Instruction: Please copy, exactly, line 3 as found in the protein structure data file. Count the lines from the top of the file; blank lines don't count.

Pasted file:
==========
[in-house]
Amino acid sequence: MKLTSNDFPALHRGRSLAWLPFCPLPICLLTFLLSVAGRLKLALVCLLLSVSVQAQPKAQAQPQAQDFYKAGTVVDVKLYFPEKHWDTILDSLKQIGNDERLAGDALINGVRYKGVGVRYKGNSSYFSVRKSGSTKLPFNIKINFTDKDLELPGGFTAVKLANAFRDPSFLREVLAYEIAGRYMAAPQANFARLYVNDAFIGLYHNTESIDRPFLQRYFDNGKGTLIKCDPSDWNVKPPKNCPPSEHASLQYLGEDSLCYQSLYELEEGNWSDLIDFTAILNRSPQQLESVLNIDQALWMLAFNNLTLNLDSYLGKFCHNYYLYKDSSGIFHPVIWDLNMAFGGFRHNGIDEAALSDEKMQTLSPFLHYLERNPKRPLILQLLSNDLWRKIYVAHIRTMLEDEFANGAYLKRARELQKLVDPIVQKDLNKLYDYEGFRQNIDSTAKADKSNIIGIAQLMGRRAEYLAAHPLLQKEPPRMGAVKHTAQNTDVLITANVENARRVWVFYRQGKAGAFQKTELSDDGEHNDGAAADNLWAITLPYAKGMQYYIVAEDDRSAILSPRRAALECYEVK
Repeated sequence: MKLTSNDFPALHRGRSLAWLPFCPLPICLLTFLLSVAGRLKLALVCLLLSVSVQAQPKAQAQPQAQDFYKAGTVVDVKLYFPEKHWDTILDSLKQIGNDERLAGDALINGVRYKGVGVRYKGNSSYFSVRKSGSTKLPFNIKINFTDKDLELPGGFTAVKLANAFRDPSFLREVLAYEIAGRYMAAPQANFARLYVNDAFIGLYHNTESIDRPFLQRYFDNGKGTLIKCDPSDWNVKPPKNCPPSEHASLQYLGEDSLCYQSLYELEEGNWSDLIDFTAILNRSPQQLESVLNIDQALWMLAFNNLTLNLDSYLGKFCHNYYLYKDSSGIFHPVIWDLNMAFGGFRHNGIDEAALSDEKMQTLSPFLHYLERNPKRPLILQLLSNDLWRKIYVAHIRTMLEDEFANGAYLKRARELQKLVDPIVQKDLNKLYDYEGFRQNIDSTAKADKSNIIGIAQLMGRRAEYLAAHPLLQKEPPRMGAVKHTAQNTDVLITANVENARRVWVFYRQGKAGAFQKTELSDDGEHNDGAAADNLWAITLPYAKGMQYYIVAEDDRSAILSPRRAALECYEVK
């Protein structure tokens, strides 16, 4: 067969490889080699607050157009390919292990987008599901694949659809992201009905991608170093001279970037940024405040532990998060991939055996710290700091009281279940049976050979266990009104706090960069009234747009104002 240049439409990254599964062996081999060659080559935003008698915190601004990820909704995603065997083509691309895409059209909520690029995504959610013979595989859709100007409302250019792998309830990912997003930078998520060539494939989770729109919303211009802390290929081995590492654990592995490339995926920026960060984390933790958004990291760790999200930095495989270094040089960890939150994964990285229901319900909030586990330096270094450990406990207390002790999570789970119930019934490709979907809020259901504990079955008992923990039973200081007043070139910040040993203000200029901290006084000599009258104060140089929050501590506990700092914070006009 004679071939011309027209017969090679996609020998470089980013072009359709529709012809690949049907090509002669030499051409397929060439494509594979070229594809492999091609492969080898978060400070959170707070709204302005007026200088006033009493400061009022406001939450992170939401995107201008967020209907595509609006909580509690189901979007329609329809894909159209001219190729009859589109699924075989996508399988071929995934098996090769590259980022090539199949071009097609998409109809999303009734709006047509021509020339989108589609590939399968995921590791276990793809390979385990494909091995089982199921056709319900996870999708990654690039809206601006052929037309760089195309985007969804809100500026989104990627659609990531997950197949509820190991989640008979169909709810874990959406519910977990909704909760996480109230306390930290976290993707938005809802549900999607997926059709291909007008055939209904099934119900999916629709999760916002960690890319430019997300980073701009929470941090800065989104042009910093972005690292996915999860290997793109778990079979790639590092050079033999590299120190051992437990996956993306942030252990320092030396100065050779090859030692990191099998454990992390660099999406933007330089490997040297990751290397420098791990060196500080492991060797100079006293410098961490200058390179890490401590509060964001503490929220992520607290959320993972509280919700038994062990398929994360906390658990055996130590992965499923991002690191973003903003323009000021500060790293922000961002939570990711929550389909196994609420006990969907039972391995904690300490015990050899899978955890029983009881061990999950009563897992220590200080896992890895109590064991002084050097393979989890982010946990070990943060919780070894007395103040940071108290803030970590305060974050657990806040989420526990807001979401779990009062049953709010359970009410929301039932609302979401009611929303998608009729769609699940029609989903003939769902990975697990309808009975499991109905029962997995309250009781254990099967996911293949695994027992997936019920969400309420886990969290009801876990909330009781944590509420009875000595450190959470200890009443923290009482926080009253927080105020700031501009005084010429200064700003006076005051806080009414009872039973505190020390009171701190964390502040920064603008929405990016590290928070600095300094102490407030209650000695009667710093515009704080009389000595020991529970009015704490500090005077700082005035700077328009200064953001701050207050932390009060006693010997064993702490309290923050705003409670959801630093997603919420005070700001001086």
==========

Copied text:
Repeated sequence: MKLTSNDFPALHRGRSLAWLPFCPLPICLLTFLLSVAGRLKLALVCLLLSVSVQAQPKAQAQPQAQDFYKAGTVVDVKLYFPEKHWDTILDSLKQIGNDERLAGDALINGVRYKGVGVRYKGNSSYFSVRKSGSTKLPFNIKINFTDKDLELPGGFTAVKLANAFRDPSFLREVLAYEIAGRYMAAPQANFARLYVNDAFIGLYHNTESIDRPFLQRYFDNGKGTLIKCDPSDWNVKPPKNCPPSEHASLQYLGEDSLCYQSLYELEEGNWSDLIDFTAILNRSPQQLESVLNIDQALWMLAFNNLTLNLDSYLGKFCHNYYLYKDSSGIFHPVIWDLNMAFGGFRHNGIDEAALSDEKMQTLSPFLHYLERNPKRPLILQLLSNDLWRKIYVAHIRTMLEDEFANGAYLKRARELQKLVDPIVQKDLNKLYDYEGFRQNIDSTAKADKSNIIGIAQLMGRRAEYLAAHPLLQKEPPRMGAVKHTAQNTDVLITANVENARRVWVFYRQGKAGAFQKTELSDDGEHNDGAAADNLWAITLPYAKGMQYYIVAEDDRSAILSPRRAALECYEVK